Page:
He declined to share his concerns about LeJeune, just as he declined to do so at Monday’s council meeting.

“It’s just an accumulation of things that have been going on for more than a year now,” Braden said. “I like Carisse. She’s a great person, but it’s just not working. There’s no good way of (terminating her job). It’s just time to make a change.

Some Destin residents have claimed that the move to have LeJeune resign was a pre-planned effort by some of the council members, and that polling of the council had taken place before Monday’s meeting.

Braden said such claims are false.

“It was a last-minute thing,” Braden said. “I knew there was tension and nobody was happy with her, so I asked the city attorney to draft (LeJeune’s amended contract) that benefited the city manager quite well.

“I hadn’t talked with the other council members” before the meeting, he added. “I can’t (because of the state’s Sunshine Law), and I didn’t. If we all thought she was doing a good job, she would still be there. When the tension in the room is so thick you can cut it with a knife, you have to do something about it.”

Council members Tuffy Dixon, Cyron Marler and Skip Overdier voted against asking LeJeune to resign, and each was surprised by Braden’s motion to do so.

When given the chance to comment at Monday’s meeting, LeJeune said she was given the amendment to her contract several hours before the meeting.

“The fact that it was presented to me at all let me know I don’t have the full confidence of my City Council,” she said.

LeJeune was brought on as city manager in July 2016 after serving as interim city manager for about two months. The council in February unanimously approved giving her a 1 percent merit-based salary increase based on her job performance in fiscal year 2017.

The pay hike increased her salary to $123,821.15.

Braden noted that LeJeune had been eligible for a 2-percent pay increase.

“Her (overall) evaluation was extremely low,” he said Thursday.

Ramswell said Thursday that it was difficult to pinpoint an exact date of when she began having concerns with LeJeune’s job performance.

“I just noticed a few things I asked about going unanswered,” Ramswell said. “And committee members were having problems” such as receiving late meeting agendas and not receiving other city documents at all. “I had discussion with her about those things, but instead of getting better, they were getting worse.”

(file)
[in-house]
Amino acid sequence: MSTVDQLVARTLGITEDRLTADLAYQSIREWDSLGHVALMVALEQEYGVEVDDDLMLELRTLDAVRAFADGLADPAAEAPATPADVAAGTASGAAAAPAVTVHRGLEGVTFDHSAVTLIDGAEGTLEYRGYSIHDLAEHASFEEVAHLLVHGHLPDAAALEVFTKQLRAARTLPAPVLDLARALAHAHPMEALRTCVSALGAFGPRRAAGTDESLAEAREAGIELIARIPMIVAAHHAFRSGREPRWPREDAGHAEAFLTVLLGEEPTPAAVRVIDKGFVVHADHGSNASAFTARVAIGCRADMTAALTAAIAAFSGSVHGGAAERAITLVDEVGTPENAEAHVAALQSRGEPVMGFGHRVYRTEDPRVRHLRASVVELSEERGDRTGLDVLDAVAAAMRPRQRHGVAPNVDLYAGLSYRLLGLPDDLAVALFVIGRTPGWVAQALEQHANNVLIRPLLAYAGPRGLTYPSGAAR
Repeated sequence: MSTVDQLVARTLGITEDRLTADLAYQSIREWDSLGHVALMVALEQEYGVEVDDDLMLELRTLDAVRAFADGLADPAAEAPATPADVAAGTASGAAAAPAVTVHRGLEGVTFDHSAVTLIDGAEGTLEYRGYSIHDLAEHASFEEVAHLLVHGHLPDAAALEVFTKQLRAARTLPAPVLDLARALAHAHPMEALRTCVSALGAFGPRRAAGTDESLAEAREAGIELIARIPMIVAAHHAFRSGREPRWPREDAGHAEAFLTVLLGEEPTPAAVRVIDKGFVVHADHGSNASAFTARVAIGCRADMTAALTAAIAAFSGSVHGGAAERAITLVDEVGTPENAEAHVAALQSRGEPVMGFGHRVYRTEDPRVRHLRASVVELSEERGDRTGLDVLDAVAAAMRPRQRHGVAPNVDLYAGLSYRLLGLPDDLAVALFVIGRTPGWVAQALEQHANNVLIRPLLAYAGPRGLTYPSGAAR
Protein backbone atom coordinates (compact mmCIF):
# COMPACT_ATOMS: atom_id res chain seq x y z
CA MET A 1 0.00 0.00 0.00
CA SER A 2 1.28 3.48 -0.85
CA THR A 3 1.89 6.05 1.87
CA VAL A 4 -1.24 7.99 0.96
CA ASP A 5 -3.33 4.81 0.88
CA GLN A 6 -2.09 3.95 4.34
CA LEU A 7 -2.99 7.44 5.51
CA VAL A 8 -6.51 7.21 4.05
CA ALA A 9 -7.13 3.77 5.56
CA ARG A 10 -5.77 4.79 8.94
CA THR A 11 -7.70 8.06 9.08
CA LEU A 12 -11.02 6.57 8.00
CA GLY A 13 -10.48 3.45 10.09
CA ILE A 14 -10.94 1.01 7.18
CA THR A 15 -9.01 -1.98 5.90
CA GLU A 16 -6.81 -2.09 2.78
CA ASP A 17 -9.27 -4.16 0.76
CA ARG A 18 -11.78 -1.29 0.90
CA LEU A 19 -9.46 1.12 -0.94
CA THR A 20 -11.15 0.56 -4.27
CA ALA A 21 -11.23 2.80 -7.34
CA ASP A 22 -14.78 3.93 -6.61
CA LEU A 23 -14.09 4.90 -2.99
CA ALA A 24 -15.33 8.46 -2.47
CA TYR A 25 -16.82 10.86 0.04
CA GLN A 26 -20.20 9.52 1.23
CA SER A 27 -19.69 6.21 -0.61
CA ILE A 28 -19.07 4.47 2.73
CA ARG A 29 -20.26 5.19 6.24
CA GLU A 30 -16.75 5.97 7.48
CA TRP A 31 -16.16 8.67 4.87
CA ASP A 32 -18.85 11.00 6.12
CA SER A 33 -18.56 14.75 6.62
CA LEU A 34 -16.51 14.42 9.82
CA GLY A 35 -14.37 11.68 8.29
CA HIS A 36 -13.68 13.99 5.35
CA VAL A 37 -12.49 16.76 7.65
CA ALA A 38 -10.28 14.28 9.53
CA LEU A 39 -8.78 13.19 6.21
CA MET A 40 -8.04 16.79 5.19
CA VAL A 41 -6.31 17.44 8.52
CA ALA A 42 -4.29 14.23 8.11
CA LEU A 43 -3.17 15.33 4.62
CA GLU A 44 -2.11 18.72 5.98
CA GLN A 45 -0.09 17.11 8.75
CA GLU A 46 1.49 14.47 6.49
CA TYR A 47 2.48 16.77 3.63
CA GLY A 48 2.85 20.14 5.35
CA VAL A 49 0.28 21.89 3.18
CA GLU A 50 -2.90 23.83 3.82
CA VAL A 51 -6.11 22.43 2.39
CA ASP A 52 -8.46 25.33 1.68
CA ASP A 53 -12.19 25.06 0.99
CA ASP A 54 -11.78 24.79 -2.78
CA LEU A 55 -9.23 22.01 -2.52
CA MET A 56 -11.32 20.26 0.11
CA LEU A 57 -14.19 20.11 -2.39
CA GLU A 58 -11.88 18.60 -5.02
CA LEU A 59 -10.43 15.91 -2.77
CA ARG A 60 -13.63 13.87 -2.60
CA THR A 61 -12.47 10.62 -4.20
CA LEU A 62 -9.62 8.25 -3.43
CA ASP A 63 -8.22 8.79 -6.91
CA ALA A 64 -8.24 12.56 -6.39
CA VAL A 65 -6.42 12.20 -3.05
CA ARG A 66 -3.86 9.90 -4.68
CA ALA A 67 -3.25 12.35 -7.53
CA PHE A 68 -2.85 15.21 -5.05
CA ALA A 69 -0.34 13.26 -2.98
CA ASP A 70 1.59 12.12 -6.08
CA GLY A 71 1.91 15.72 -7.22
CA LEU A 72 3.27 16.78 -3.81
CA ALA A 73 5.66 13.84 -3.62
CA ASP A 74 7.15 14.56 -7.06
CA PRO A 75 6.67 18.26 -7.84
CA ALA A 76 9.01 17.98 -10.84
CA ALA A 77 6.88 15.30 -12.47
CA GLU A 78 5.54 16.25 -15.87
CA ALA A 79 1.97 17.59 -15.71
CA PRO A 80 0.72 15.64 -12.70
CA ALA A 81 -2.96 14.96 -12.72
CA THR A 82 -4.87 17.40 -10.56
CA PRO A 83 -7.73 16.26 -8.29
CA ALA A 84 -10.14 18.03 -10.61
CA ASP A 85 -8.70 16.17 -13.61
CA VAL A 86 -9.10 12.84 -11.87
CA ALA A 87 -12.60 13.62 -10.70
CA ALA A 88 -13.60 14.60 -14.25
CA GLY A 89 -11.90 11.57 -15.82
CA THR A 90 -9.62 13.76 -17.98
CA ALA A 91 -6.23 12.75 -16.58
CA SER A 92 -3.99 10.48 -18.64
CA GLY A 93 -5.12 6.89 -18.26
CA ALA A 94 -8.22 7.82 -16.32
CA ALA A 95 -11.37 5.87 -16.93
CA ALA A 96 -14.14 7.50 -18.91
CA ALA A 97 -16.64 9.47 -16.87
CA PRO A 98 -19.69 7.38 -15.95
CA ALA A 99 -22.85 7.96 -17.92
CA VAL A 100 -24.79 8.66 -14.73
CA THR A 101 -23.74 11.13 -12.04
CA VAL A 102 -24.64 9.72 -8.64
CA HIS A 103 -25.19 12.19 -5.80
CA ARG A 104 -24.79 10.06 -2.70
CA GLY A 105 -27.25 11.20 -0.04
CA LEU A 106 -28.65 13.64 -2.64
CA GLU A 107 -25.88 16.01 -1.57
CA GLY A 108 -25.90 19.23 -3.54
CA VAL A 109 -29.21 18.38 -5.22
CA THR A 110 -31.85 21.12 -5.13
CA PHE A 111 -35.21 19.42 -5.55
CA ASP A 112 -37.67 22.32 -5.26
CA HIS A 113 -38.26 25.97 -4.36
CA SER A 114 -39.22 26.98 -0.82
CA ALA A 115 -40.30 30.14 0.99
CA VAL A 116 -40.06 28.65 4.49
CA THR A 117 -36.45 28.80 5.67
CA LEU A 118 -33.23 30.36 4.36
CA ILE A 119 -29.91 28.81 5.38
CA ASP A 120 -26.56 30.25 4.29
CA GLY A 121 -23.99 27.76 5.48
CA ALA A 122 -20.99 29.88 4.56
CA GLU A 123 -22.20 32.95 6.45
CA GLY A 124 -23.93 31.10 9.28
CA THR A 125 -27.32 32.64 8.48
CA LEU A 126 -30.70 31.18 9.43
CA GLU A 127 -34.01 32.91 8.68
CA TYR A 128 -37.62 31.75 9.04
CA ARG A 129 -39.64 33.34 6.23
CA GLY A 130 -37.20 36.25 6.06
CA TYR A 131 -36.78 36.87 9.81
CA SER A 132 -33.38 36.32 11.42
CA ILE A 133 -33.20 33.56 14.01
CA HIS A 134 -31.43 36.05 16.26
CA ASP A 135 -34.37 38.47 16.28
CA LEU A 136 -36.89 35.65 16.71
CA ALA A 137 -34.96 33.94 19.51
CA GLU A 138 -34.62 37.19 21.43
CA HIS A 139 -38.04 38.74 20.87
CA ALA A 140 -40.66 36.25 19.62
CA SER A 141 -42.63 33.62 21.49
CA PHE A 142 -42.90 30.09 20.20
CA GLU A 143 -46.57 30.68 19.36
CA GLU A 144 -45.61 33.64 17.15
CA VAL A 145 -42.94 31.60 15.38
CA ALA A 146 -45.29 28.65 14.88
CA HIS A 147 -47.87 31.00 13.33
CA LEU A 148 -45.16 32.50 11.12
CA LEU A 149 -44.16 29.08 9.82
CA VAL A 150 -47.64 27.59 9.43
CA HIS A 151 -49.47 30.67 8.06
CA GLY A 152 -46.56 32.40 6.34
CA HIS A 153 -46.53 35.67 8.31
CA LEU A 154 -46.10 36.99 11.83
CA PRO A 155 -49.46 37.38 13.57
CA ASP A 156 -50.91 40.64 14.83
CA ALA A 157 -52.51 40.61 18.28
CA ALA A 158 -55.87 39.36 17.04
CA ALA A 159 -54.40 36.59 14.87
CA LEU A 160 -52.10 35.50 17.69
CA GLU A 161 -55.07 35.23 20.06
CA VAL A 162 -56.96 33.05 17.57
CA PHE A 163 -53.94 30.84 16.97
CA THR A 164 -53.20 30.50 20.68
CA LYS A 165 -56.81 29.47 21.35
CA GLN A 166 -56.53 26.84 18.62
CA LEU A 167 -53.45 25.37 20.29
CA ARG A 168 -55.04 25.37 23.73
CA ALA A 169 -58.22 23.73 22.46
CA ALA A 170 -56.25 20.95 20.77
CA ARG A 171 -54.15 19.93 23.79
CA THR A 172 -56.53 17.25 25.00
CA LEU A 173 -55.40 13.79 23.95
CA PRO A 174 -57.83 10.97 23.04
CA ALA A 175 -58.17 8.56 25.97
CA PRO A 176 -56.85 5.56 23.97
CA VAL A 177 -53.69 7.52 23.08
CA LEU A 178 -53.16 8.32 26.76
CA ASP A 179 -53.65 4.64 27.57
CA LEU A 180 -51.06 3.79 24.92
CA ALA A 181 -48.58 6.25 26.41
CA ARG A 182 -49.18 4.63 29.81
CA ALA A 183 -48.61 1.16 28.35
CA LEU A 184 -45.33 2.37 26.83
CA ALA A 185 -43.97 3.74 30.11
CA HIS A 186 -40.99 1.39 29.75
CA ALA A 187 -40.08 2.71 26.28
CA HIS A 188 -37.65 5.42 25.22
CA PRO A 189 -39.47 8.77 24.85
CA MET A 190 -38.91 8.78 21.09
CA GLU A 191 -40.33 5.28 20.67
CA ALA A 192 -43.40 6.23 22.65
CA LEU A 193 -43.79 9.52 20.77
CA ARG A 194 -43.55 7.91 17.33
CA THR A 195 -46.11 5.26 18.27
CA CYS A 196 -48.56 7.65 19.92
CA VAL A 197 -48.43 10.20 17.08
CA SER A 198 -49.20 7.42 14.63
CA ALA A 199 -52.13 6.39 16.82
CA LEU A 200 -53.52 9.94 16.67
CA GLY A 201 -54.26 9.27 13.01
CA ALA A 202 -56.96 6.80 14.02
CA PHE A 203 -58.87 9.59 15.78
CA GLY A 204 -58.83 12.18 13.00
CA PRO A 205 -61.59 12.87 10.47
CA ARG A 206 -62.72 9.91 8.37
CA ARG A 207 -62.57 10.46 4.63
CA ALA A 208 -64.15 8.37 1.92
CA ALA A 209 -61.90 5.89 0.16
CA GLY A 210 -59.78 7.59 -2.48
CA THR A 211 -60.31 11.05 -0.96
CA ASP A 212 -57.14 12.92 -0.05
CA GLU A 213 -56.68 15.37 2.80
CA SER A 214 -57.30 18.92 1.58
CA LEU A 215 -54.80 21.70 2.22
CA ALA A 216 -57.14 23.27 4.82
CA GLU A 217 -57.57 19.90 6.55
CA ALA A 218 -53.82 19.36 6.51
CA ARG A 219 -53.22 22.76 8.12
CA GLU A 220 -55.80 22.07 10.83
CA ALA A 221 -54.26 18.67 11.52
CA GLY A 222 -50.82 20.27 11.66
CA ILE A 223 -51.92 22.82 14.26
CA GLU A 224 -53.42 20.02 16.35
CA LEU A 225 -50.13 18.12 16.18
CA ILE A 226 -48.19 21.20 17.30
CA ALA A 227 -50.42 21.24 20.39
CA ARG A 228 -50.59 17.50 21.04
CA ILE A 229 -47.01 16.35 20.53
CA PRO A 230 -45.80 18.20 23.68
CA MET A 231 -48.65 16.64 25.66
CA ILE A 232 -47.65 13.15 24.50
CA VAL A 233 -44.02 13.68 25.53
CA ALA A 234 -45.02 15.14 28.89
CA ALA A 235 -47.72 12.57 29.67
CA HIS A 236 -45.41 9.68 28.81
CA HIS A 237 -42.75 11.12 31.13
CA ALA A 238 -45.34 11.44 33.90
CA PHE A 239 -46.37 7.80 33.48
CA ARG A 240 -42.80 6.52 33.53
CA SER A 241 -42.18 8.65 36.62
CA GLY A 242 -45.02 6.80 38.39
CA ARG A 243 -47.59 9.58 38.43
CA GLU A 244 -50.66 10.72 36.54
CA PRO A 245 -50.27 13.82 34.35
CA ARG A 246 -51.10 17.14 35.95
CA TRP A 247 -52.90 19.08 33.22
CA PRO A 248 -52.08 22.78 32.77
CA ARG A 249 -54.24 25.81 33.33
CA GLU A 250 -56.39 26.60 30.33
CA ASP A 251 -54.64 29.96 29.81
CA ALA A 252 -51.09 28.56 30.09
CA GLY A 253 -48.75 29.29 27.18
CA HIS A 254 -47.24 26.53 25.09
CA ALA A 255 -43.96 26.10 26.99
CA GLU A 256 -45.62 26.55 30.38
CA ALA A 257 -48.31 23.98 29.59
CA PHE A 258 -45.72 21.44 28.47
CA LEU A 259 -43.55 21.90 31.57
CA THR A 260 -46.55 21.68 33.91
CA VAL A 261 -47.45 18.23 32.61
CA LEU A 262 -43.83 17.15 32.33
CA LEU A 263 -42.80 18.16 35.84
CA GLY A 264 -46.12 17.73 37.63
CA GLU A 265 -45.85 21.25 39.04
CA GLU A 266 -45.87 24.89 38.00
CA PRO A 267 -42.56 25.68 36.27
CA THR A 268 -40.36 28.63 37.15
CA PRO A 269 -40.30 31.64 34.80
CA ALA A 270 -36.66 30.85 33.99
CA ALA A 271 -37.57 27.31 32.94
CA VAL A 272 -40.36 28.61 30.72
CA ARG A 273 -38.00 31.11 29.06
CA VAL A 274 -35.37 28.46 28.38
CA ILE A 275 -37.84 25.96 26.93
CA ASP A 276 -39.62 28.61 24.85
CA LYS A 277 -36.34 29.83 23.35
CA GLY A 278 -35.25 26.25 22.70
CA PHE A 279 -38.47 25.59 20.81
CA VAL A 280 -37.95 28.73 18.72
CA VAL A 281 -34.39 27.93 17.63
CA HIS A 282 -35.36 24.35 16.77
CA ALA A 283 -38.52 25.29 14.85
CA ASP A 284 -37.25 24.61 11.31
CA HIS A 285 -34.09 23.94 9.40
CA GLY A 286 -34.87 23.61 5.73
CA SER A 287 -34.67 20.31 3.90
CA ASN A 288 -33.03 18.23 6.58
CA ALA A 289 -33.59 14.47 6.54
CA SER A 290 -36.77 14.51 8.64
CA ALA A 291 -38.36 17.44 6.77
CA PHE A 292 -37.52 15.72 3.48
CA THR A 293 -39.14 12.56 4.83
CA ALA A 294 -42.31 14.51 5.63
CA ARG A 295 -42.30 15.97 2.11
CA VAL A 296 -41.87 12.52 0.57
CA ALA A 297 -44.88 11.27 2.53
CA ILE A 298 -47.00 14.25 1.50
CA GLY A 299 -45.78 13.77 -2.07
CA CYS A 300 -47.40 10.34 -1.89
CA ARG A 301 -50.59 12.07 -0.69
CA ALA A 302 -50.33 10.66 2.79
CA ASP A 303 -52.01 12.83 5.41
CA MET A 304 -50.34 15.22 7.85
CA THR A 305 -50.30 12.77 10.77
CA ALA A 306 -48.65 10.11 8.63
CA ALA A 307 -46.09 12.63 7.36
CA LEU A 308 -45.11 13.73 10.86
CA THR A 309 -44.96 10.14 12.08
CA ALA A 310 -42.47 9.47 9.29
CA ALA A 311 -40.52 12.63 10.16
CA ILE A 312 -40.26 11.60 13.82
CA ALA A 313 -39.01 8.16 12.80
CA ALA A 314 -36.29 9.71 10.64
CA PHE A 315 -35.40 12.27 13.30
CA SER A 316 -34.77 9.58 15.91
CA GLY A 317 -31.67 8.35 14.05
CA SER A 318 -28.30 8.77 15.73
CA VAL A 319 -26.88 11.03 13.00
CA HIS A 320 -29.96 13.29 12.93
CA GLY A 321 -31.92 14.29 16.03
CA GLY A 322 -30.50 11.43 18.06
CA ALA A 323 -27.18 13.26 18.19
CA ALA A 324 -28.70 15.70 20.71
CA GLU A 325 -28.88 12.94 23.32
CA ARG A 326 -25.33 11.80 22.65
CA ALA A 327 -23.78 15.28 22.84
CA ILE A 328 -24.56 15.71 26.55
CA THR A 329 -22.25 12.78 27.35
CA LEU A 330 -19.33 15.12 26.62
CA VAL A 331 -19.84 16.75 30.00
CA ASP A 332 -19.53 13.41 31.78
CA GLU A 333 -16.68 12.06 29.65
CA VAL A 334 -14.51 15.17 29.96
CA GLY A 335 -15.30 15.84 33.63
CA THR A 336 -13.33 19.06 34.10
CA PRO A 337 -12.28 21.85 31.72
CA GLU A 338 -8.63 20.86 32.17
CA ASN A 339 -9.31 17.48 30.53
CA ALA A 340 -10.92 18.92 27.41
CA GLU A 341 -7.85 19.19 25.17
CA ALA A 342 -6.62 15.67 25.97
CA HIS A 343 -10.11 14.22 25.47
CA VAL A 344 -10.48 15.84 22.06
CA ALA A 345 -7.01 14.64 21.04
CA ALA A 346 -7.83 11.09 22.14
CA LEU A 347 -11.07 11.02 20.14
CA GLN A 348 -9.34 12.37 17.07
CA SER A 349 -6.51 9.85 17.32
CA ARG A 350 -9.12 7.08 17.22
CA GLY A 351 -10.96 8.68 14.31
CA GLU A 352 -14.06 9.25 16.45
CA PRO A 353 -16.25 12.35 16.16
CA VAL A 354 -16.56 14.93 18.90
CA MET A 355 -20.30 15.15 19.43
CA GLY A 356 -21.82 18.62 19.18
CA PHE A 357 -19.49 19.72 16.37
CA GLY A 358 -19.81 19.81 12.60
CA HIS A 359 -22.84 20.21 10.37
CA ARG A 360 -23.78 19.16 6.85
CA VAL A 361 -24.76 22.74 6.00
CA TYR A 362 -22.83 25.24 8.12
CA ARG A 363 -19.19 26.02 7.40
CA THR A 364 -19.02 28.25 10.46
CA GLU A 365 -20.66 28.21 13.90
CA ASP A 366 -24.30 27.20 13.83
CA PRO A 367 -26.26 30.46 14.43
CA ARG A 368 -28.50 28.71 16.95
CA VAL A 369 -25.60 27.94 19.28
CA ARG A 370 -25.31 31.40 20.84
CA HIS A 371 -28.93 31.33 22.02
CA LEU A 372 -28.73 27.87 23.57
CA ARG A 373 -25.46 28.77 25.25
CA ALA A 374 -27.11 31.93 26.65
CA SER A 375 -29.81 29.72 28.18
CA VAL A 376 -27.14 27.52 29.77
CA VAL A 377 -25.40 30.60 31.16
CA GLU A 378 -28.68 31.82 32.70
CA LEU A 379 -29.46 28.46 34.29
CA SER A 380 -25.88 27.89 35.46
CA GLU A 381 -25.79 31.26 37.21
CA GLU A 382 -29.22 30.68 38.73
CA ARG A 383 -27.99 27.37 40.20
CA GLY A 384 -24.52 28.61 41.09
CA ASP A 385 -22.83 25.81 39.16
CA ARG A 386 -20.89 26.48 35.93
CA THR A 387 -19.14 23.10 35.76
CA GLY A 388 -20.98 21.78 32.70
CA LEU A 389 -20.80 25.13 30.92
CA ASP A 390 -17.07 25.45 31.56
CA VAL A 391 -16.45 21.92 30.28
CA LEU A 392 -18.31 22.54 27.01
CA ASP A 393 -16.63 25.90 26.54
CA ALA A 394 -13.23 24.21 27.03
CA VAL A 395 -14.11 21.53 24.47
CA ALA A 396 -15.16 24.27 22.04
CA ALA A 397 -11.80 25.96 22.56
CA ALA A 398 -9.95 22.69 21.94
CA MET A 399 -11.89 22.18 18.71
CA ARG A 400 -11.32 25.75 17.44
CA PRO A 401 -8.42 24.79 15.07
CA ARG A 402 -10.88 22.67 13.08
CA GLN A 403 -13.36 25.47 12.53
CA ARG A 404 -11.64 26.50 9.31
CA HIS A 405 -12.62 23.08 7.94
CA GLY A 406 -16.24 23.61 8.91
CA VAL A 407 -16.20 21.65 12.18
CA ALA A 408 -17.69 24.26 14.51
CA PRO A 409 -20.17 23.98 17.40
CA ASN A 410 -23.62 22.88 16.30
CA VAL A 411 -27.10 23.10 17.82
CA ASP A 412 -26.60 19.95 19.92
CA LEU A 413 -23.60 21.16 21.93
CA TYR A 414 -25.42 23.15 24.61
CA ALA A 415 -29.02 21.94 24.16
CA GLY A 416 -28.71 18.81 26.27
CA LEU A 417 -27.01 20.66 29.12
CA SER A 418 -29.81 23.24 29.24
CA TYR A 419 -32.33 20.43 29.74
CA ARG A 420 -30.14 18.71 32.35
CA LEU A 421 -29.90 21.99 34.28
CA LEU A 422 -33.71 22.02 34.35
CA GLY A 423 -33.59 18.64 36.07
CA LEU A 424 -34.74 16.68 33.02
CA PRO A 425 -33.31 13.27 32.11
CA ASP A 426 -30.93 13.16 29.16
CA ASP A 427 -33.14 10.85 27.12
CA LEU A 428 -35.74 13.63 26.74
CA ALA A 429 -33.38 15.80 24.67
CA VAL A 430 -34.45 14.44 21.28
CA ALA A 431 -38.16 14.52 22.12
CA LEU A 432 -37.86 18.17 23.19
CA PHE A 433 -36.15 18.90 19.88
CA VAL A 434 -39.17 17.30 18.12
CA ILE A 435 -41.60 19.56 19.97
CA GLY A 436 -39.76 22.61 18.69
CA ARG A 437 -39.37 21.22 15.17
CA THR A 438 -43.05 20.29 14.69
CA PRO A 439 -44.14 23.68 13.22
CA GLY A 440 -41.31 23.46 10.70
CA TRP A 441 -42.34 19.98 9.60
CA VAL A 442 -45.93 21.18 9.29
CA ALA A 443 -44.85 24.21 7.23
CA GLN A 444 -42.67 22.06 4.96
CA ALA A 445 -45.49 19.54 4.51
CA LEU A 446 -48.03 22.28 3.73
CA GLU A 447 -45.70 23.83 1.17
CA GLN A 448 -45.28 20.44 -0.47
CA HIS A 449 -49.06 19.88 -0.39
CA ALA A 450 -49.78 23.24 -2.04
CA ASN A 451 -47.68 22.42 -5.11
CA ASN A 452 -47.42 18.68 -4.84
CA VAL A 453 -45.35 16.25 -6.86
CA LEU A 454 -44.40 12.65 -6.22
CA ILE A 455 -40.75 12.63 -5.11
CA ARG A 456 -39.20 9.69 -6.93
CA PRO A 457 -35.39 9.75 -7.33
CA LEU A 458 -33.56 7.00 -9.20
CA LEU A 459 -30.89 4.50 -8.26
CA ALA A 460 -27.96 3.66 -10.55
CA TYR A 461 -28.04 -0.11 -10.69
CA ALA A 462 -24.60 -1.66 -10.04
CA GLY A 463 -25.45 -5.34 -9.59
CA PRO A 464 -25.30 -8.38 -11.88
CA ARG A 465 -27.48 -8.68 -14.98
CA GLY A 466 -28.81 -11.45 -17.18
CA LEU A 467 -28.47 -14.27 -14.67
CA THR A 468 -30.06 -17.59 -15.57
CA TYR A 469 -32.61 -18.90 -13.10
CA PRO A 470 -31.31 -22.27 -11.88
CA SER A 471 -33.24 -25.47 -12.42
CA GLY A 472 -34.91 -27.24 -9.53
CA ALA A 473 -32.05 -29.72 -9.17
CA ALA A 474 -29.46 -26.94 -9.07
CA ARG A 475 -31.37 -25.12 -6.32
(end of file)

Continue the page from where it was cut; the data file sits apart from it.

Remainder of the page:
For example, Ramswell said she recently had asked LeJeune for a list and dates of meetings on the Heritage Park plans. “That was not provided to me.”

She also said it is an insult for some to assume, just because a vote went a certain way, that some council members had held unlawful, pre-meeting discussions about LeJeune.

“Absolutely not, was polling going on,” Ramswell said. “I was just as surprised when I saw (the review of LeJeune’s job performance) on the agenda as anyone else. But I had issues to express.”

On June 29, the day after LeJeune publicly noted that she directs her staff, Morgan told her in an email, “You have a hard job and I do think you’re doing your best. I’ll clarify that on Monday. I don’t like the way the meeting ended and you were right to say what you did.”

Morgan noted at Monday's meeting that while LeJeune was not entirely at fault, a division has been brewing between city staff and the council for six months. He said he and other council members have “trust issues” with staff, which he said did not ask for his input at the city’s recent visioning session.

Councilman Destin did not return phone calls seeking comment on why he supported asking LeJeune to resign.

Destin’s father, local restaurateur Dewey Destin, and the city remain in settlement negotiations stemming from Dewey’s October 2016 lawsuit against the city over a property dispute involving his harbor-side restaurant and Heritage Park.